Language Attitudes in France and Quebec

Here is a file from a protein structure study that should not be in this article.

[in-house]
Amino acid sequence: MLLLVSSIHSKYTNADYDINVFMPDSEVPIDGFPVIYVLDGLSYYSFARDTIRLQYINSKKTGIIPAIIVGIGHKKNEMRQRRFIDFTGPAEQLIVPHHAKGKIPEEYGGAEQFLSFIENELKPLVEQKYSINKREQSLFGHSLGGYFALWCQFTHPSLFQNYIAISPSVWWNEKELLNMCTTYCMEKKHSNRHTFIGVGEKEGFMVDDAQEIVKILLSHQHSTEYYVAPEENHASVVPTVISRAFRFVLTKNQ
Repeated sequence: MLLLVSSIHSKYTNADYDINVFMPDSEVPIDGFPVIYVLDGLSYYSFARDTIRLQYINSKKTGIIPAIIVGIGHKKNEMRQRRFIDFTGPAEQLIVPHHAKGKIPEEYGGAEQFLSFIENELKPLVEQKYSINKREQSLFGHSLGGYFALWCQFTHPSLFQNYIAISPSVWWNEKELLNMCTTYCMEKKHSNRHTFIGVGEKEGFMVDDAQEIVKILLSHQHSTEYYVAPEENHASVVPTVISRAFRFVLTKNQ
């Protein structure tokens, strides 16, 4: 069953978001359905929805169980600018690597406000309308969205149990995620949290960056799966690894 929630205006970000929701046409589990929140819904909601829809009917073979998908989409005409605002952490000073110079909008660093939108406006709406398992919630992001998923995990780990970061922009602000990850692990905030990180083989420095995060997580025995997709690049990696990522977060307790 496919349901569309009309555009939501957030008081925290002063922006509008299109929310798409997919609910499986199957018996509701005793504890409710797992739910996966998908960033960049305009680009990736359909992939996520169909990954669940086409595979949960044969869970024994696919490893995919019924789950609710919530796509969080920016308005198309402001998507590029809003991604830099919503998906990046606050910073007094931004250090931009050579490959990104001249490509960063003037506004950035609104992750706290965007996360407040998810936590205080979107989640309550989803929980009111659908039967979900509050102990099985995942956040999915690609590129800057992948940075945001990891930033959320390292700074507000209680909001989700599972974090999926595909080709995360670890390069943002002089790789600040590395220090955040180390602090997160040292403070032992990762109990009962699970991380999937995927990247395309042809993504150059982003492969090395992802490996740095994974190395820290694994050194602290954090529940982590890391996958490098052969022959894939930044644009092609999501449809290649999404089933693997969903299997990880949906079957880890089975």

This book represents the first in-depth, comparative investigation of linguistic purism in modern French. It investigates the relative prevalence of purist ideology in France and Quebec. Both experience influence from English and have similar language legislation, but they differ in their social, political and economic history. Three different levels of society are examined (official, group and individual), allowing a comparison of the ‘voice from above’ and the ‘voice from below’. This is a key element in recent discussions of language planning but is rarely provided in studies of French. The study is also the first to apply to empirical data Thomas’s widely cited theoretical framework for describing linguistic purism (1991), and has evaluated and refined this, enhancing the theoretical underpinnings of the field. The book will be of interest not only to French scholars and sociolinguists, but also to scholars of language planning, language policy and language ideologies in all languages.